Imaginative creations that inspire generations
Nostalgia is also a powerful force, especially when it comes to collecting. Writers like J. M. Barrie, C. S. Lewis, or L. Frank Baum, are highly popular in their fantastical creations for children such as Peter Pan, The Wizard Of Oz, or the Narnia series. Collecting Narnia has a relatively inexpensive entry level, with the later titles in the series being more common – but a nice first edition of The Lion, The Witch, & The Wardrobe, can stretch into five figures.
Collections that tell a story – whether it’s about the books, the authors, or even about yourself – can start to develop unique and increasing value over time, in addition to offering many years of joy as you navigate your own personal collecting journey.
Some advice for first-time collectors of fantasy and sci-fi literature
Buy the best editions you can afford – The physical condition of a book plays a big role in its value as a collectable. Also, do not waste meaningful money on reprints – true collectable value generally rests in the first appearance in the world of the books people love.
Judge a book by its cover – 20th Century books, with some exceptions, should have their original dust jackets, and 19th Century and earlier books should ideally be in the original publisher’s bindings or boards, or in attractive and ideally contemporary custom bindings. Be wary of repair and restoration.
Do not buy any book which is incomplete, lacking pages or illustrations, or which is ‘ex-library’, with library stamps or lending labels.
Author’s signatures, or even full presentation inscriptions can immensely add to value – but be on your guard. Forgeries are common and it’s a good idea to look for longer inscriptions – which are less easy to fake – than just signatures. The best thing, of course, is a book meaningfully inscribed to someone interesting. A copy of H.G. Wells The First Men In The Moon, another example from our recent catalogue, is appropriately inscribed by the author: ‘To Miss Healey with kindest regards from H. G. Wells’. Elizabeth Healey was a fellow student of Wells at the Normal School (later Royal College) of Science, South Kensington, London, and a long-term friend and correspondent.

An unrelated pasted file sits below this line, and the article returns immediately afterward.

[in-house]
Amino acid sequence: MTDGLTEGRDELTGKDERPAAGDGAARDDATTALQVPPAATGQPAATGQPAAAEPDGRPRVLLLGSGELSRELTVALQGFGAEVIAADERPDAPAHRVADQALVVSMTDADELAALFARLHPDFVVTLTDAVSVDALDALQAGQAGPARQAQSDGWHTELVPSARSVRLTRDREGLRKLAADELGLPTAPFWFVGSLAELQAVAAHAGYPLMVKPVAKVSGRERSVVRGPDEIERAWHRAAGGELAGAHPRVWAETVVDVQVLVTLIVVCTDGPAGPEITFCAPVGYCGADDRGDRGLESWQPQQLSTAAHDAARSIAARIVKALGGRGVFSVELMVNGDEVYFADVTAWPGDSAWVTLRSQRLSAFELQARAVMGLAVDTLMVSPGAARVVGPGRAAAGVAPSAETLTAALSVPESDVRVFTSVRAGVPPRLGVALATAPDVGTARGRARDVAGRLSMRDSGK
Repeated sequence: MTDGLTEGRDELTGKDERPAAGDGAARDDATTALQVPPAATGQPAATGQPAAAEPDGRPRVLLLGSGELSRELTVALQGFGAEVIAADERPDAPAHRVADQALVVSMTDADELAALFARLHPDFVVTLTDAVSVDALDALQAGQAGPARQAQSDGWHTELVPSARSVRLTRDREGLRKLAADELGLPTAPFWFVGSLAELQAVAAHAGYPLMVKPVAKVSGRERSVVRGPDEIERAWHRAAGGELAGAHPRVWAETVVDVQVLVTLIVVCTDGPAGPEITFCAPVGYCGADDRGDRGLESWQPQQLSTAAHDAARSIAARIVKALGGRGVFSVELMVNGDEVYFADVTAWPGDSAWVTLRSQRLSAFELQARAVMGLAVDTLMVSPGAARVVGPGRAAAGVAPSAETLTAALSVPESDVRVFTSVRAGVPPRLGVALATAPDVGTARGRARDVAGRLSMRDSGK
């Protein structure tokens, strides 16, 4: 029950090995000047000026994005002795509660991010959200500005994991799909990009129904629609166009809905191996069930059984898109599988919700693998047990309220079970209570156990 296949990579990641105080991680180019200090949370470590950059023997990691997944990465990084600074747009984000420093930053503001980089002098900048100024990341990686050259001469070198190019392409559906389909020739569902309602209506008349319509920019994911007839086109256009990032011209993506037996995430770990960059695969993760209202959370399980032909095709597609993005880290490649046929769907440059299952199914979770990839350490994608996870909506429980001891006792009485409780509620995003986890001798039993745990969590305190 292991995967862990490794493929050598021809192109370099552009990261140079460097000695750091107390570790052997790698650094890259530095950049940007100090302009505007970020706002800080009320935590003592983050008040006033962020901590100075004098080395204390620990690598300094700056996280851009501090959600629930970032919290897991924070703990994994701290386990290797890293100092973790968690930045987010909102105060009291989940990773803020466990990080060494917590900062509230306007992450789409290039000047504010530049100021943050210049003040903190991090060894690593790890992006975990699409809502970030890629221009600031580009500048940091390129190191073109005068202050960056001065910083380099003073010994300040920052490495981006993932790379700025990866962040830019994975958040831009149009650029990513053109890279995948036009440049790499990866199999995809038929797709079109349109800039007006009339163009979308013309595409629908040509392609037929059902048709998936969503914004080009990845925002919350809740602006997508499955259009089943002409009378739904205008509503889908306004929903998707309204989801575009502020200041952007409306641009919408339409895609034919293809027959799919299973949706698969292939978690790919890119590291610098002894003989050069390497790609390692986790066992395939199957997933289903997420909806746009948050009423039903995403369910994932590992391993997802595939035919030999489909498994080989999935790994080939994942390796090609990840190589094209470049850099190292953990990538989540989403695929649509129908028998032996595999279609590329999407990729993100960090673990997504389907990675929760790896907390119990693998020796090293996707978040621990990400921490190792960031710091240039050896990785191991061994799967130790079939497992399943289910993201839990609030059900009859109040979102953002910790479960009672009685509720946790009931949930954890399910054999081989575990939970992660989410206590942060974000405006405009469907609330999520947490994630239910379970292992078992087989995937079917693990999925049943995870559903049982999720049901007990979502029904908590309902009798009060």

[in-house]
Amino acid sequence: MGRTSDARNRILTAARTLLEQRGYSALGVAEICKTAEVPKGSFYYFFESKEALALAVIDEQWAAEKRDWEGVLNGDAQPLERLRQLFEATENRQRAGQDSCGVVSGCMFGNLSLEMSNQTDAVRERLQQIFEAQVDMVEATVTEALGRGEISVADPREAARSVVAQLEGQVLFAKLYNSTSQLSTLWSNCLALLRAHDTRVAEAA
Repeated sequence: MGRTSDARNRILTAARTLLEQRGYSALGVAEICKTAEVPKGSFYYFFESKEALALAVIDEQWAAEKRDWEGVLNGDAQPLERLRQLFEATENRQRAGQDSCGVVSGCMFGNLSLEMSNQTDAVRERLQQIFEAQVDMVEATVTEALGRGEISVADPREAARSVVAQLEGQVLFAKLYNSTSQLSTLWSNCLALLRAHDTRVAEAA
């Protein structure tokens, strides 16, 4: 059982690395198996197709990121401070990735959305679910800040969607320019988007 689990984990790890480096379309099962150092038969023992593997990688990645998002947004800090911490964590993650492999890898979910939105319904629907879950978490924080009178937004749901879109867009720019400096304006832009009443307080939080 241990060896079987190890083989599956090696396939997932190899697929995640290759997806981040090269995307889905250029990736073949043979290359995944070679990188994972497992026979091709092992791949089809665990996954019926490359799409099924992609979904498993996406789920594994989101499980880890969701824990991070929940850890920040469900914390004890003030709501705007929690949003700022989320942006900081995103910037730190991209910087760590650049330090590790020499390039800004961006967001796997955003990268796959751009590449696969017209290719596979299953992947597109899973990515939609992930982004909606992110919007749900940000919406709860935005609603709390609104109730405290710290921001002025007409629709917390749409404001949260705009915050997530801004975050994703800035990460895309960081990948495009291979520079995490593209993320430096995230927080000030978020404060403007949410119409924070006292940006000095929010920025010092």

Work with trustworthy dealers who are ideally affiliated with trade organisations like ILAB, the ABAA, and ABA, which confer various guarantees and protections where it comes to authenticity.
Works by women or BAME authors, or indeed other increasingly topical genres such as climate fiction offer other exciting new opportunities for collectors in this genre. Carol F. Kessler’s Daring to Dream; Utopian Fiction By United States Women Before 1950, is one example, as is Rebecca M. Marrall’s Women Of Color In Speculative Fiction: An Annotated Bibliography Of Authors. On this topic, fantasy publishing history was made in recent years by African-American writer Nora K. Jemisin, whose Broken Earth trilogy 2015-2017 became the first to win the prestigious Hugo Award for best novel with each book in three sequential years.
Guides can provide inspiration on where to start and also provide notes on what to look out for. Some authoritative places to begin include: E. F. Bleiler’s Guide To Supernatural Fiction and two-part Science-Fiction bibliography, or Frank N. Magill’s Survey Of Modern Fantasy Literature. A Conversation Larger Than The Universe: Readings In Science Fiction And The Fantastic 1762-2017 by Henry Wessells is also highly enjoyable.
This above all: buy what you love. And find a bookseller you trust, and who shares your enthusiasm. You may even discover things you never knew you wanted.
More information on Peter Harington’s collection, In Other Worlds: Fantasy, Science Fiction, And Beyond can be found here.